Rise in public transport operating costs not matched by revenue growth: Iswaran
Operating costs went up by an average of 7% a year from 2012 to 2021, said the Transport Minister.
SINGAPORE: Between 2012 and 2021, operating costs for public transport in Singapore went up annually by an average of 7 per cent, an increase that was not matched by revenue growth, said Transport Minister S Iswaran in Parliament on Tuesday (Sep 13).
As a result, government subsidies have been increasing, he added.
The Government currently subsidises public transport services by more than S$2 billion annually, or S$1 for every journey, said Mr Iswaran. It has also committed more than S$60 billion to expand and renew the rail network over the next decade.
Mr Iswaran was responding to MP Liang Eng Hua (PAP-Bukit Panjang) who had asked how the Government determines the current annual amount of public transport subsidies, and whether it will consider reviewing this amount in light of rising costs.
Bus and train fares in Singapore went up by up to 4 cents at the end of December last year, as operating costs increased and ridership fell, the Public Transport Council said when it announced the fare hikes, the first in two years.
Mr Iswaran pointed out that pre-COVID, Singaporeans took about 8 million trips daily on public transport.
"A reliable, convenient and affordable public transport system is essential to ensuring connectivity in our densely populated city. It also boosts economic activity, reduces road congestion and emissions, contributing to sustainability and the liveability of our city," he added.
"Over the last decade, we also steadily enhanced the public transport system, with attendant increases in cost. Commuters benefitted from a 40 per cent expansion of the rail network, 80 new bus services, reduced peak hour waiting times for basic bus services from 30 to 15 minutes, as well as significant improvements in rail reliability from 67,000 to over 1 million mean kilometres between failures."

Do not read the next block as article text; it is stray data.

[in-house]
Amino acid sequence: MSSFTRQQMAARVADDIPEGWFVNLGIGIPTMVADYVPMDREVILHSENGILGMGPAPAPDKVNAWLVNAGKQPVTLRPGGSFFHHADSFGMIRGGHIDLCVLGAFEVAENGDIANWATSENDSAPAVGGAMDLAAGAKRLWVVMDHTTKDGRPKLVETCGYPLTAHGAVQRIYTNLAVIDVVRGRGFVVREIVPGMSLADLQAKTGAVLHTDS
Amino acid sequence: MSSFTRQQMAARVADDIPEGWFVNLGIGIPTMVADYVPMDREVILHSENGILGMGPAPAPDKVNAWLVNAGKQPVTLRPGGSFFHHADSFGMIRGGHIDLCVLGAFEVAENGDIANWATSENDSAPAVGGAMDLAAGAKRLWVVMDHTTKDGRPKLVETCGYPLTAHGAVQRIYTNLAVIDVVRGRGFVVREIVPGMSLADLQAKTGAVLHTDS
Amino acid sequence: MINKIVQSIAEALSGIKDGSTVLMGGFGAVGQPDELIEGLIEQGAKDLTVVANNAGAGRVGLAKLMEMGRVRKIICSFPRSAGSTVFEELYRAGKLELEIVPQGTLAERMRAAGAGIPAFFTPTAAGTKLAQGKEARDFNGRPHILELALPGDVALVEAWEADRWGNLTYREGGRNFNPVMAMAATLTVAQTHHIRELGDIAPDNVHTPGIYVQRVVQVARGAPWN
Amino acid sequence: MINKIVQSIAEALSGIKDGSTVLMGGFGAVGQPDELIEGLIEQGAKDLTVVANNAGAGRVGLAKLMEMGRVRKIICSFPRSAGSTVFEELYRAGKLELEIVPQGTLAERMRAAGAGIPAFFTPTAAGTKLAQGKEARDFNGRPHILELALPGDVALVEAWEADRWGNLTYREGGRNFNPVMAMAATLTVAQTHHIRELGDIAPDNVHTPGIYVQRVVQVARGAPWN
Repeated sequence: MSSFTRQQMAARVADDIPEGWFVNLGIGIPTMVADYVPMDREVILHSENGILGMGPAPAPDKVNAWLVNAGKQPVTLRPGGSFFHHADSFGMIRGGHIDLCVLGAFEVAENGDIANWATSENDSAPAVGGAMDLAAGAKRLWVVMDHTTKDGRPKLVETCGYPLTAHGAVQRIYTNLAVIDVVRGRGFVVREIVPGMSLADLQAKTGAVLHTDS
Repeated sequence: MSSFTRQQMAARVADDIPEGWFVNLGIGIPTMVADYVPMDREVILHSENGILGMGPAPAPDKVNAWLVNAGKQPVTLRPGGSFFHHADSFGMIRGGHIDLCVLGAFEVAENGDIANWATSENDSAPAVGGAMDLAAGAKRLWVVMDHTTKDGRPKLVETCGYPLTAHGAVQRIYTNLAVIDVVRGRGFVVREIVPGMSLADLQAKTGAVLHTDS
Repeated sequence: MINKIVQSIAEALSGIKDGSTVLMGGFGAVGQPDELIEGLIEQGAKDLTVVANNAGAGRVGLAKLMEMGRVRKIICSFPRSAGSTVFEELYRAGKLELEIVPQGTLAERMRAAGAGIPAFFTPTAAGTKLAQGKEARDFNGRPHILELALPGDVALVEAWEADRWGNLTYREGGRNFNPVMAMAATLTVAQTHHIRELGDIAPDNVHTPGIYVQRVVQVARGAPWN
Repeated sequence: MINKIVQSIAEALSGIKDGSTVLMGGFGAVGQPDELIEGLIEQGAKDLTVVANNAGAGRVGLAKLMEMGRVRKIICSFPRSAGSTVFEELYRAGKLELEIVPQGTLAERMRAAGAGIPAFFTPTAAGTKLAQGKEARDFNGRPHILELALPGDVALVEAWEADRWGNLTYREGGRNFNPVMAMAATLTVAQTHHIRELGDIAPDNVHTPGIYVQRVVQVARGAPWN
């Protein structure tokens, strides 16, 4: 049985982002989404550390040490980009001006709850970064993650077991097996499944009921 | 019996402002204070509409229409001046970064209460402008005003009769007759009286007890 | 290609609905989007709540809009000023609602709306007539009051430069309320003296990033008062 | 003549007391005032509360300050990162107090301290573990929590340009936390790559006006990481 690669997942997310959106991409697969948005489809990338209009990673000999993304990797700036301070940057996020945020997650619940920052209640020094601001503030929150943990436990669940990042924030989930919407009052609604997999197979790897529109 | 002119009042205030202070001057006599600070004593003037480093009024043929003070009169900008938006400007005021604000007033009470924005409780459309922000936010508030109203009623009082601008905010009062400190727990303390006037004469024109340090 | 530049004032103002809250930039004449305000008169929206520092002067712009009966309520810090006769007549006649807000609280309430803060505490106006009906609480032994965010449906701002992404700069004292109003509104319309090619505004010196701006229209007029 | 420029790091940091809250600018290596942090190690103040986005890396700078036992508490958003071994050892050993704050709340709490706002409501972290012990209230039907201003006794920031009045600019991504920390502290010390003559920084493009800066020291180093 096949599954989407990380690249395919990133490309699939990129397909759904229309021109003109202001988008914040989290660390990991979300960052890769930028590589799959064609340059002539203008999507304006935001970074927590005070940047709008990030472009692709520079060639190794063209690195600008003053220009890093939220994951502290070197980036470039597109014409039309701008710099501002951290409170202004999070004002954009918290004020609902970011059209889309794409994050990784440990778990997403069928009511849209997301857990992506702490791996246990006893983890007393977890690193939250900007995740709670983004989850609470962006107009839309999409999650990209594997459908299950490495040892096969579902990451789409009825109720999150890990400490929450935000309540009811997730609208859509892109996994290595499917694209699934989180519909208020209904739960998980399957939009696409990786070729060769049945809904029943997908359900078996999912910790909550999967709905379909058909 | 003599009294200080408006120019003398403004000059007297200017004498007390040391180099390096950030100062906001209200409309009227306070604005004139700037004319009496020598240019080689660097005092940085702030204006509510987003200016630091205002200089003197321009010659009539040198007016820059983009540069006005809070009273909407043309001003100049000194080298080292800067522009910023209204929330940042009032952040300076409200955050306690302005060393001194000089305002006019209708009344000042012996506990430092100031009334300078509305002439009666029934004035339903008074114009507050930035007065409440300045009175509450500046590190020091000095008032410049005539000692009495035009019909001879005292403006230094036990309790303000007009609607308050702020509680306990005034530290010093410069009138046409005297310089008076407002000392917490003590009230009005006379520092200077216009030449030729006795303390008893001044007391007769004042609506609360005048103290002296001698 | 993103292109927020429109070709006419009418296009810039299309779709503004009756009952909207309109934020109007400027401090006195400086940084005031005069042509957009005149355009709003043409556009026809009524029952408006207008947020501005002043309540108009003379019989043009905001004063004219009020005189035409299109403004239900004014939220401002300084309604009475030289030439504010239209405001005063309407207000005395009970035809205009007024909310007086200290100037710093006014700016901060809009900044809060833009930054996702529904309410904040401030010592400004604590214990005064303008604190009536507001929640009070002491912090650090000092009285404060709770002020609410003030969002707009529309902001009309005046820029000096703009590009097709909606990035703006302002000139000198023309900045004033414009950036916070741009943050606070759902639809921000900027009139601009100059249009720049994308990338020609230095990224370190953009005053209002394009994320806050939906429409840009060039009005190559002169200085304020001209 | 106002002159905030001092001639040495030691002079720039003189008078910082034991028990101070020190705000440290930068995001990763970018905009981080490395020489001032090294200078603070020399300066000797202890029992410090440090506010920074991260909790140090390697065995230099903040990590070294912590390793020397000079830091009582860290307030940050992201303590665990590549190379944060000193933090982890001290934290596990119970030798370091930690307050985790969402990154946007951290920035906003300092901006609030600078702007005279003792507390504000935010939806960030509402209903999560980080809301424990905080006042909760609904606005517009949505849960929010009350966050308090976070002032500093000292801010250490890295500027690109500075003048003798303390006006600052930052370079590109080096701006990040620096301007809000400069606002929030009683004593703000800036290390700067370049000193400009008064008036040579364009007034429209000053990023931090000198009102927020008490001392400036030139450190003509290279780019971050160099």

As with other subsidised services, the Government has to consider the best way to share costs between users and taxpayers - present and future - said Mr Iswaran.
He outlined three aspects to this.
Firstly, the Government will continue to fully fund the expansion of public transport infrastructure, he said, describing this as “large, lumpy expenditures”.
Secondly, it must find ways to economise and get "value for money".
“This requires a comprehensive approach – from efficient procurement by LTA (Land Transport Authority), and productivity-focused operations by public transport operators, to optimising the provision of bus and rail services even as we grow the overall network to serve new residential areas," said Mr Iswaran. "Ultimately, we have to deploy our finite resources in a manner that best serves all Singaporeans."
And finally, the Government has a fare formula to ensure that commuters pay a "fair share" of the costs, by accounting for key cost drivers for public transport – wages, energy, and inflation, said Mr Iswaran.
Last month, it was announced that a review of the formula and mechanism for adjusting public transport fares is under way, with the process likely to be completed by the first half of next year.
"We will continue to work with public transport operators to ensure judicious cost management. The fare formula is being reviewed to ensure robustness and relevance, in light of changes in the industry and commuting patterns," said Mr Iswaran.
"As we continue to expand the public transport network, and operating costs rise with inflation and other cost drivers, we will continue to seek an optimal balance between fiscal sustainability of Government spending on public transport and ensuring affordability of public transport fares, especially for the vulnerable segments of our society."